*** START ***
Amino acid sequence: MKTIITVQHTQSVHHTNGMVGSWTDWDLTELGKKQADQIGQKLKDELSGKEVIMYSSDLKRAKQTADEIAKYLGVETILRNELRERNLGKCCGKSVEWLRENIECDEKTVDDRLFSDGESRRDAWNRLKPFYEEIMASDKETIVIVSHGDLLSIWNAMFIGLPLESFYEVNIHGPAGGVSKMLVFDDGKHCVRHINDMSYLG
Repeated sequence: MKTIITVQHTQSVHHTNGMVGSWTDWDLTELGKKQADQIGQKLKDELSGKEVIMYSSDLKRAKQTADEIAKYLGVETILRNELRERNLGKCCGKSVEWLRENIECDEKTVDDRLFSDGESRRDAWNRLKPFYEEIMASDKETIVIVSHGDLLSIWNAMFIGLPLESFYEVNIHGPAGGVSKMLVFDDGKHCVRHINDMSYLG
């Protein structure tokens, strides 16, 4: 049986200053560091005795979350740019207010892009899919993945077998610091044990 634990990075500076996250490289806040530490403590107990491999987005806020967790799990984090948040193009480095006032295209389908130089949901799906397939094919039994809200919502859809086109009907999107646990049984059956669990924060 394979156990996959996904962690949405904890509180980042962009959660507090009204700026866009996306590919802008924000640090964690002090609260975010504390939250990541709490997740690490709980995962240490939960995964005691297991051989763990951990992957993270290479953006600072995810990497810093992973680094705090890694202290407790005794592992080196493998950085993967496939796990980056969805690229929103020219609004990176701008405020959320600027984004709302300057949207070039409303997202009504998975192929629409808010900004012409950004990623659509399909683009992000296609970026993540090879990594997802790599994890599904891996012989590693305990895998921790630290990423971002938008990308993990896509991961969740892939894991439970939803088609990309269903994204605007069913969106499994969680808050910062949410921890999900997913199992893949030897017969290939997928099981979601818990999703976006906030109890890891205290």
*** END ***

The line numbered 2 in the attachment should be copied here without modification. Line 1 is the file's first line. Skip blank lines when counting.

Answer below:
Repeated sequence: MKTIITVQHTQSVHHTNGMVGSWTDWDLTELGKKQADQIGQKLKDELSGKEVIMYSSDLKRAKQTADEIAKYLGVETILRNELRERNLGKCCGKSVEWLRENIECDEKTVDDRLFSDGESRRDAWNRLKPFYEEIMASDKETIVIVSHGDLLSIWNAMFIGLPLESFYEVNIHGPAGGVSKMLVFDDGKHCVRHINDMSYLG